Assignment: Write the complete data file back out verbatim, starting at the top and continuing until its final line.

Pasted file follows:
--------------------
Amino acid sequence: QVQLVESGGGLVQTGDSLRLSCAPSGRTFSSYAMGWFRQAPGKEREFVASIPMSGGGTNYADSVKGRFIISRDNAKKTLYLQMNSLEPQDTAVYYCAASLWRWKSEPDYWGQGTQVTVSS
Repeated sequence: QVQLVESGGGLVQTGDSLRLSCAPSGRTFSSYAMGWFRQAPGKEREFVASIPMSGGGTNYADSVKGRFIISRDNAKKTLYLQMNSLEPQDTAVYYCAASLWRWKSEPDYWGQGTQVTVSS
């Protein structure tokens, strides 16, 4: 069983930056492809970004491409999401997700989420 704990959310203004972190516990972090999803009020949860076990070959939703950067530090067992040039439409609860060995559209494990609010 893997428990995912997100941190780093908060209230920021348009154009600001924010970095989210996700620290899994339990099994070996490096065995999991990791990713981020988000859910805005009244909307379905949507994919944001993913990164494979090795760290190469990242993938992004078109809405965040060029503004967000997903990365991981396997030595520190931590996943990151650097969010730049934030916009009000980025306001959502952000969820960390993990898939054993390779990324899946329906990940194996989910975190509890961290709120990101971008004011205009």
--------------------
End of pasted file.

Amino acid sequence: QVQLVESGGGLVQTGDSLRLSCAPSGRTFSSYAMGWFRQAPGKEREFVASIPMSGGGTNYADSVKGRFIISRDNAKKTLYLQMNSLEPQDTAVYYCAASLWRWKSEPDYWGQGTQVTVSS
Repeated sequence: QVQLVESGGGLVQTGDSLRLSCAPSGRTFSSYAMGWFRQAPGKEREFVASIPMSGGGTNYADSVKGRFIISRDNAKKTLYLQMNSLEPQDTAVYYCAASLWRWKSEPDYWGQGTQVTVSS
């Protein structure tokens, strides 16, 4: 069983930056492809970004491409999401997700989420 704990959310203004972190516990972090999803009020949860076990070959939703950067530090067992040039439409609860060995559209494990609010 893997428990995912997100941190780093908060209230920021348009154009600001924010970095989210996700620290899994339990099994070996490096065995999991990791990713981020988000859910805005009244909307379905949507994919944001993913990164494979090795760290190469990242993938992004078109809405965040060029503004967000997903990365991981396997030595520190931590996943990151650097969010730049934030916009009000980025306001959502952000969820960390993990898939054993390779990324899946329906990940194996989910975190509890961290709120990101971008004011205009």